Is Dry Eye Interfering With Your Quality of Life?
If you’ve been diagnosed with dry eye, you’re probably aware that there’s more to this condition than occasional discomfort and redness.
In fact, an estimated 16 million people live with dry eye, a condition that occurs when your eyes don’t produce tears properly, according to the National Eye Institute. One of the most common causes of dry eye is meibomian gland dysfunction, which occurs when the meibomian glands in the eyelids don’t secrete enough oils onto the surface of the eye. Without those oils, tears evaporate too quickly, leading to dry eye.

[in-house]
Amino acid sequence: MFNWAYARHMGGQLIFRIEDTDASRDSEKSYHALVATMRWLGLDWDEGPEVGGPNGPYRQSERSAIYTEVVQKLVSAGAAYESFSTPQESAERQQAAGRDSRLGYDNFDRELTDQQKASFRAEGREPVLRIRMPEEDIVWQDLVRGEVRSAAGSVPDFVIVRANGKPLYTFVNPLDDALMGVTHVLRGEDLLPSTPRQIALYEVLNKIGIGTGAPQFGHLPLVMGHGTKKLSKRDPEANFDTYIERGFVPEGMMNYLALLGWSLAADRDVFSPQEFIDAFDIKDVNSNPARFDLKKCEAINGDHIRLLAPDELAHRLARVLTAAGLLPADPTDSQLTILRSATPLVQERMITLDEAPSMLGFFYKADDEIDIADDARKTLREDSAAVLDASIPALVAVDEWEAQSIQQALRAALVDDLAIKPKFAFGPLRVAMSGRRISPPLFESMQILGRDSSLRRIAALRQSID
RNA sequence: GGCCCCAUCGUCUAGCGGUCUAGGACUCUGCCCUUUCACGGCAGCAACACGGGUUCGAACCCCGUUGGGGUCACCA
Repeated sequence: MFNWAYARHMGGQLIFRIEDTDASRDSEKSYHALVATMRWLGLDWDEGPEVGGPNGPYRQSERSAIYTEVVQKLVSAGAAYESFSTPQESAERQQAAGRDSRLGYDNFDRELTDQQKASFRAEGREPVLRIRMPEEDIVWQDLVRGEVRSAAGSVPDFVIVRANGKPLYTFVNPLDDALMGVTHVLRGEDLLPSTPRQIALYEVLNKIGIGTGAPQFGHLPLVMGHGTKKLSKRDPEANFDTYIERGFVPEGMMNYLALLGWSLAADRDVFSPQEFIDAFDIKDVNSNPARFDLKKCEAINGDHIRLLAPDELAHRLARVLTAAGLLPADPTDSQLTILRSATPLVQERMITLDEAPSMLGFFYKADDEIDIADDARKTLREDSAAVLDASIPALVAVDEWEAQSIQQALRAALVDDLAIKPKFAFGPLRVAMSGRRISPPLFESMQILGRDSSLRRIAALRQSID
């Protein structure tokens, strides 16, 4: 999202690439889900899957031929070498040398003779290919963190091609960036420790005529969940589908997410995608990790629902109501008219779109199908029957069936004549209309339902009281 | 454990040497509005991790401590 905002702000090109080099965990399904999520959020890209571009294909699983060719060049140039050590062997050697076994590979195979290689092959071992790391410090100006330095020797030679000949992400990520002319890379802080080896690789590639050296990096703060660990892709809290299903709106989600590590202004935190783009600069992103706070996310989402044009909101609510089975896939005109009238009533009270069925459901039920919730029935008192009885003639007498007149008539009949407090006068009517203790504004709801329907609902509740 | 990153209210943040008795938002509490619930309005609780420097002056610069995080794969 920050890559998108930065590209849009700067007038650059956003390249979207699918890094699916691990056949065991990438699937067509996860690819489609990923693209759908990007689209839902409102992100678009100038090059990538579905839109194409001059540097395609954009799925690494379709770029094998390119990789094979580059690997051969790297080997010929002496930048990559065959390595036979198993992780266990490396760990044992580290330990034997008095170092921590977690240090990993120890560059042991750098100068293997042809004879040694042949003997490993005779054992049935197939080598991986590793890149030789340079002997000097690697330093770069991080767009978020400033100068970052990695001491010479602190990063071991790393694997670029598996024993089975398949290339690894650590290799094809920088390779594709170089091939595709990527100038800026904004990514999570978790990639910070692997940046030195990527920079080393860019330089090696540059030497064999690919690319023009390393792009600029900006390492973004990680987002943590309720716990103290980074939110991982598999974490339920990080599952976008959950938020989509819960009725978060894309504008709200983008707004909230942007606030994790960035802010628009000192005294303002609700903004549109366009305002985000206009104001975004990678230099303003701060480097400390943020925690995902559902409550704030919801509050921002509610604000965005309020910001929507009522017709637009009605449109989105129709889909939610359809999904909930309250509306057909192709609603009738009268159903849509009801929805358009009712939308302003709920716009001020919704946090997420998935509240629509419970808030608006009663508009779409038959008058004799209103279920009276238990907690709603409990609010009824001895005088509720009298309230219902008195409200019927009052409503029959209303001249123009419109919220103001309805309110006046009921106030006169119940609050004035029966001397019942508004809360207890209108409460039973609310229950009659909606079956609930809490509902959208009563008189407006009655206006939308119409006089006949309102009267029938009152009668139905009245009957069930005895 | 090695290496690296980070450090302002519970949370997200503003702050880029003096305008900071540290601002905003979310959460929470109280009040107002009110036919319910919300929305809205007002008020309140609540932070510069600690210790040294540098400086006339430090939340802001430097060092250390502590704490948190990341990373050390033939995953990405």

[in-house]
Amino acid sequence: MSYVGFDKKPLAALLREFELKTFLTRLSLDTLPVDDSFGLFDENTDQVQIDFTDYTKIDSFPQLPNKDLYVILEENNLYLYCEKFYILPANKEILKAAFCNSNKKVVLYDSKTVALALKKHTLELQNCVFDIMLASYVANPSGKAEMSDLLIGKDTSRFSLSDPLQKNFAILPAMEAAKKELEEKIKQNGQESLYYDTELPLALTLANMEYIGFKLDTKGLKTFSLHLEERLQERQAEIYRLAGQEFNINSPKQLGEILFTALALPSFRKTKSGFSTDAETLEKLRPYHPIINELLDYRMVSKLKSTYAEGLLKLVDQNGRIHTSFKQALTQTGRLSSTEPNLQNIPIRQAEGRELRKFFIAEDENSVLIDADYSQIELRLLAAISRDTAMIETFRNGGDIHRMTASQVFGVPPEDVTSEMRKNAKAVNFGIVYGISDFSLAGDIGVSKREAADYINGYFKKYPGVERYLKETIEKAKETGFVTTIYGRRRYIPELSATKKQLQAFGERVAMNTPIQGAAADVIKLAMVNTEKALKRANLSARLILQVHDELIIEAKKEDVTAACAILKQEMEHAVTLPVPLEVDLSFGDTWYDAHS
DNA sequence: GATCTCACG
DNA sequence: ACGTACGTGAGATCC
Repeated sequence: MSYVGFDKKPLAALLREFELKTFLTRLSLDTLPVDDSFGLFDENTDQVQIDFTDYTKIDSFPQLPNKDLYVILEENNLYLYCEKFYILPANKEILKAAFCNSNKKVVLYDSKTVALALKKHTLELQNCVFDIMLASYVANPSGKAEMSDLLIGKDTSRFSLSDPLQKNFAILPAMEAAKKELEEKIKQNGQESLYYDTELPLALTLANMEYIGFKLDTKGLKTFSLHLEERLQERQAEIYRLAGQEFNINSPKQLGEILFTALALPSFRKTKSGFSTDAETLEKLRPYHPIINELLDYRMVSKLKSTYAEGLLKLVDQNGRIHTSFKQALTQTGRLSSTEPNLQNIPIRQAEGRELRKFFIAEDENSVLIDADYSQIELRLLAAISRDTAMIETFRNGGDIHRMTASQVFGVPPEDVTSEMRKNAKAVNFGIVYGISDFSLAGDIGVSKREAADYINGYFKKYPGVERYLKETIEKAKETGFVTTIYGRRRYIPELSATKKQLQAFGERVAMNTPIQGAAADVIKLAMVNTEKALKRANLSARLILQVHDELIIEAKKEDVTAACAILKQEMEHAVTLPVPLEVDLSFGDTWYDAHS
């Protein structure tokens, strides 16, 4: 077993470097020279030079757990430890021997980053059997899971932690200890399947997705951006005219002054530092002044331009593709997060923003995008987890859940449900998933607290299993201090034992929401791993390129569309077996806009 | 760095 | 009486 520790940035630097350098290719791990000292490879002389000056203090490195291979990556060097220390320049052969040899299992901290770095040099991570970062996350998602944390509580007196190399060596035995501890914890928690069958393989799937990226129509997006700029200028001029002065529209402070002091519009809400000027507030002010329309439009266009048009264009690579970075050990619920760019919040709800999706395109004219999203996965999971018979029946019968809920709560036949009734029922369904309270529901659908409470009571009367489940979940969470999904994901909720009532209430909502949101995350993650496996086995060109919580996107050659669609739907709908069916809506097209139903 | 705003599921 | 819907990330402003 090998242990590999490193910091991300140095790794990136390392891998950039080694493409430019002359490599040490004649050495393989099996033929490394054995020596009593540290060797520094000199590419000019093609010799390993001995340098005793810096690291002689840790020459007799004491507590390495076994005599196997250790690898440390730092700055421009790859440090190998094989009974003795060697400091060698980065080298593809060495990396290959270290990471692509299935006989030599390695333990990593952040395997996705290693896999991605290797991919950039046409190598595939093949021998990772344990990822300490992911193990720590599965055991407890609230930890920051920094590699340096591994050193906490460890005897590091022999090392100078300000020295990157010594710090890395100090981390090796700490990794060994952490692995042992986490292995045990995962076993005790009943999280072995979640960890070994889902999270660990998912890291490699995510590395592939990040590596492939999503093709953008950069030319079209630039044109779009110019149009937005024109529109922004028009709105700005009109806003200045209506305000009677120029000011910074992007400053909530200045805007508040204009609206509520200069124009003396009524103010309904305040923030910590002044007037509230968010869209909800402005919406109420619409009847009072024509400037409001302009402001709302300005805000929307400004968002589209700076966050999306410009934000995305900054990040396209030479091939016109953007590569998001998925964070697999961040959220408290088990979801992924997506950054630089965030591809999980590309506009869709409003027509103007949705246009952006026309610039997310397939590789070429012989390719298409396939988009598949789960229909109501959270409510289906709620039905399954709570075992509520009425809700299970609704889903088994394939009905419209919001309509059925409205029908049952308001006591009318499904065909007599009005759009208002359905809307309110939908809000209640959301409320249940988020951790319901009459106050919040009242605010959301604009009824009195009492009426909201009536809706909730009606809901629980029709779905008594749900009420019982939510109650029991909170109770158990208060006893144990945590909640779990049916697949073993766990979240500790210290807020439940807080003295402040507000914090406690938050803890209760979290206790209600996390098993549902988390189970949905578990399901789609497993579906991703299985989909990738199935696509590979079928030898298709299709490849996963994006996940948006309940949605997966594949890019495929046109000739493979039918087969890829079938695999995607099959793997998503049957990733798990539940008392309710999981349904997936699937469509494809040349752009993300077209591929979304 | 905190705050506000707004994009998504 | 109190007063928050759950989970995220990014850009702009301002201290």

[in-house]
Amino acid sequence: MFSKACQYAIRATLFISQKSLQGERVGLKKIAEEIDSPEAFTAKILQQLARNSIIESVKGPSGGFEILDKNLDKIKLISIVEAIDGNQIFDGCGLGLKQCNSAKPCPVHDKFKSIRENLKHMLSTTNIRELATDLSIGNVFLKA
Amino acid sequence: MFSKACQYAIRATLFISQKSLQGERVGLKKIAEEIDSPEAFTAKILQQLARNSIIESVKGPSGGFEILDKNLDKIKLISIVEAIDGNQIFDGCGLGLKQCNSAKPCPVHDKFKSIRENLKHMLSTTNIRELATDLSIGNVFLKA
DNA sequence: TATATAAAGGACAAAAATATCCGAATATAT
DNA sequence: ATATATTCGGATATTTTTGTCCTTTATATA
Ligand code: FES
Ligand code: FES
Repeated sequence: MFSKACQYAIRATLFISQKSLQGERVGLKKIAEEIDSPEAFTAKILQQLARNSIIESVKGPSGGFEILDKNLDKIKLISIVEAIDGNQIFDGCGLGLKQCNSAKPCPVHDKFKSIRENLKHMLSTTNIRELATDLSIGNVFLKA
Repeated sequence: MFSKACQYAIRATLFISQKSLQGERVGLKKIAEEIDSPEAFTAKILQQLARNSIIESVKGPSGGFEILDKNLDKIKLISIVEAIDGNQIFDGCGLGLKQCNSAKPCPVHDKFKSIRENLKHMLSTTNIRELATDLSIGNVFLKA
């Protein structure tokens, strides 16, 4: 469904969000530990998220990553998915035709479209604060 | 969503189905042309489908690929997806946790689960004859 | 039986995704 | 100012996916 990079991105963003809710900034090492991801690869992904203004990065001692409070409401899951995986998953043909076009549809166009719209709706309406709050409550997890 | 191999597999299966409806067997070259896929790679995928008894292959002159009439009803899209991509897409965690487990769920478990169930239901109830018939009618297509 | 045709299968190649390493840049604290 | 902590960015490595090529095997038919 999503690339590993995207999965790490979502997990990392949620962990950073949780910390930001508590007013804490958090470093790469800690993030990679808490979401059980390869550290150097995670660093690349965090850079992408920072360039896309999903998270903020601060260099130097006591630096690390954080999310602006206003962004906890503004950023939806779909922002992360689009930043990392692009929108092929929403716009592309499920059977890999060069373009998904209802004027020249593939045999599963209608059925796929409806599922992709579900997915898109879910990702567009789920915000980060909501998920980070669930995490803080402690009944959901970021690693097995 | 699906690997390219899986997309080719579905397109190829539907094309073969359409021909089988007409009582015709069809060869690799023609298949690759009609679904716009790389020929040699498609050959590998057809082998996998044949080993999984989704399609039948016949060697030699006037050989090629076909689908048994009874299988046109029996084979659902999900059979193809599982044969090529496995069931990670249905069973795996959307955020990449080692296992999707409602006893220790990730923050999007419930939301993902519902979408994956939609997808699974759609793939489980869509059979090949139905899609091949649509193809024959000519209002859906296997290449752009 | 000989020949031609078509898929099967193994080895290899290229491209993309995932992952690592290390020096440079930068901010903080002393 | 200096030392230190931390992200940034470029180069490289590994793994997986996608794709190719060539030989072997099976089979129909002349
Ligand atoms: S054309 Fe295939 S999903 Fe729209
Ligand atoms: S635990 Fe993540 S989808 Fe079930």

This lack of quality tears can be exacerbated by daily life — for example, by a dry climate, allergens such as pollen or pet dander, or spending a lot of time looking at a phone or computer screen, says Beth Friedland, MD, a professor and dry eye specialist at the Kittner Eye Center at UNC Health in Chapel Hill, North Carolina.
Because dry eye symptoms often worsen slowly over time, you may not realize how much it’s affecting your quality of life. This quick assessment can help you identify how dry eye may be holding you back and what to do about it.
How does your dry eye impact your work life?
- A. It doesn’t. I don’t notice any symptoms of dry eye, like redness or irritation, at work
- B. Once in a while, especially if I’m doing a lot of computer work
- C. Often to almost always — dry eye bothers me a lot throughout the day